UPFRONT Doing the governance splits

Forced by shareholders, encouraged by insurance companies keen to mitigate risk, and voluntarily relinquishing the increasingly weighty responsibilities of two major roles, fewer leaders of corporate America are now holding the roles of both CEO and board chair.
A recent survey by recruiters Russell Reynolds found majority of directors in North and South American companies favour splitting the CEO/chair roles and notes the trend is gaining momentum. Last year 29 percent of the S&P500 and 45 percent of the NASDAQ 100 had split the roles – up from respective 21 percent and 41 percent since 2001.
Connections have been made between concentration of corporate power at the top and behaviour that leads to loss of company value or to overly generous executive payouts and some recent splits have been prompted by shareholder pressure.
Reasons given for role split include communication – separate chair provides conduit for board members to express their views; guidance – separate chair can provide the CEO with guidance or feedback; division of labour – the chair focuses on shareholder interests while the CEO concentrates on managing the company; plus more objective eye on governance issues; longer term strategy setting and succession planning.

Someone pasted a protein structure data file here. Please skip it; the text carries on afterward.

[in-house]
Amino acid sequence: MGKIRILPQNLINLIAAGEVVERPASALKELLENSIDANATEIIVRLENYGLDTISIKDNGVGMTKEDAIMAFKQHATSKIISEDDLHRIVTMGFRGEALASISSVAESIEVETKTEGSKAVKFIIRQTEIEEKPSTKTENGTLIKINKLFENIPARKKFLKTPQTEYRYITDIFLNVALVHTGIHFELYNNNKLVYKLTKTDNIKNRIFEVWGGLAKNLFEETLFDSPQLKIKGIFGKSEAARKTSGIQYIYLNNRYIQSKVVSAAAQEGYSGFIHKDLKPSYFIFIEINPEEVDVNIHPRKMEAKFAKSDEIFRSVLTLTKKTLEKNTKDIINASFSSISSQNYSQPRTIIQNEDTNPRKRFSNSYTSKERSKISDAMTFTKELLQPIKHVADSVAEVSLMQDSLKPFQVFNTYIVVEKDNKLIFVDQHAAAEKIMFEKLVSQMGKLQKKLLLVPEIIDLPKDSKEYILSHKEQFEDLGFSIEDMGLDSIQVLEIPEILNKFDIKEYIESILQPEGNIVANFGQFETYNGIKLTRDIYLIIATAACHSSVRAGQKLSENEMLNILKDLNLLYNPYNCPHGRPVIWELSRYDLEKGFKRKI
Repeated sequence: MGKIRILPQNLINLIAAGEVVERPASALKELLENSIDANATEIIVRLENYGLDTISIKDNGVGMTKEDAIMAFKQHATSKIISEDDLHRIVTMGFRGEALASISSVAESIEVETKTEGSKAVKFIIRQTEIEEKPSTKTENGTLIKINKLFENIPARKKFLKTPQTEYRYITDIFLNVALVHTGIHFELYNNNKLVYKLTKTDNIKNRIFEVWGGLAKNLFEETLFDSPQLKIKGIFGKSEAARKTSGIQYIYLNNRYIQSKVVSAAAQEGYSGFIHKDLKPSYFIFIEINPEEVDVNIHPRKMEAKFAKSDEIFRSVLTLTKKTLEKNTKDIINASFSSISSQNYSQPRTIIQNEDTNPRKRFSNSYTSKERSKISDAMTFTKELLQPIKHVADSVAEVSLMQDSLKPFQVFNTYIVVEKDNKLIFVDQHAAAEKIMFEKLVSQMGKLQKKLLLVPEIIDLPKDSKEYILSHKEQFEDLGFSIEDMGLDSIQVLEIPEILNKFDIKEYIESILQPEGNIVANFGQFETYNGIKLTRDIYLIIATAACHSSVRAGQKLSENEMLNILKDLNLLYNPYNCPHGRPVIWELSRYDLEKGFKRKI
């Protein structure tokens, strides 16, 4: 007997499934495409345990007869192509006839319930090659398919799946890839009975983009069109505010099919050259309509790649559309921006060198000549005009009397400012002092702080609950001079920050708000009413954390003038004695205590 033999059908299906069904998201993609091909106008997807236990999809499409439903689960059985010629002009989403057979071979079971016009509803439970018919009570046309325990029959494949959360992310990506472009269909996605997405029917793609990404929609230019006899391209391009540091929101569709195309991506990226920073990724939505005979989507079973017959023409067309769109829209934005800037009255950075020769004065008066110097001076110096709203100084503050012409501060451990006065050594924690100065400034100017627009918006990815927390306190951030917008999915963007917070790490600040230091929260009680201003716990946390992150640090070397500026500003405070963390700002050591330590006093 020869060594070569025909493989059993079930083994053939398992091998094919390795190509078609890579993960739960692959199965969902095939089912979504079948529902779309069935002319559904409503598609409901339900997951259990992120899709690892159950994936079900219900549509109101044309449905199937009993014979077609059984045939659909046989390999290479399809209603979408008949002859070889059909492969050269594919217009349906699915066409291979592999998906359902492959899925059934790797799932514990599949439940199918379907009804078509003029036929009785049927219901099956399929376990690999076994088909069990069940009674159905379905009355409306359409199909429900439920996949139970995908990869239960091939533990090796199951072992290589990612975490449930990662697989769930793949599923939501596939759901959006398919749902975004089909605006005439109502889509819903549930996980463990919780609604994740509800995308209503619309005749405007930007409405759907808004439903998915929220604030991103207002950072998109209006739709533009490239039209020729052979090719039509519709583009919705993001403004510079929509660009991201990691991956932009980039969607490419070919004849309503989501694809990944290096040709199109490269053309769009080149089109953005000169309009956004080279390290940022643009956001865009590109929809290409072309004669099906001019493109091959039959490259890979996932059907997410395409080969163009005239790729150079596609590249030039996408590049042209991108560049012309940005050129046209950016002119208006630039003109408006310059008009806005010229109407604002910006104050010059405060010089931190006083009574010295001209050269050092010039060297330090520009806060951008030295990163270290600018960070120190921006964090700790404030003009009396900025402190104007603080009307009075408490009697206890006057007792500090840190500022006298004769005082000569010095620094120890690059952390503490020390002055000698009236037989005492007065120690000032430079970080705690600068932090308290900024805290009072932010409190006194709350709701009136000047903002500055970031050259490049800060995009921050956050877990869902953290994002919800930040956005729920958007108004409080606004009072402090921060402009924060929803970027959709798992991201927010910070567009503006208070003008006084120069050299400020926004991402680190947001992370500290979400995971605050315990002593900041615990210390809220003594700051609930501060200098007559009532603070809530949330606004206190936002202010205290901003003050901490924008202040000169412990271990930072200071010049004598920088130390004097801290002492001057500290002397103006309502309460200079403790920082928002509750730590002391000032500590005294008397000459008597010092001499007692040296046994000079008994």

However, there are also critical reasons for combining the roles – including issues of recruitment (it’s easier to get someone who wants both roles), the potential for power struggle between the two roles and the advantages of having singular, rallying vision for the company.

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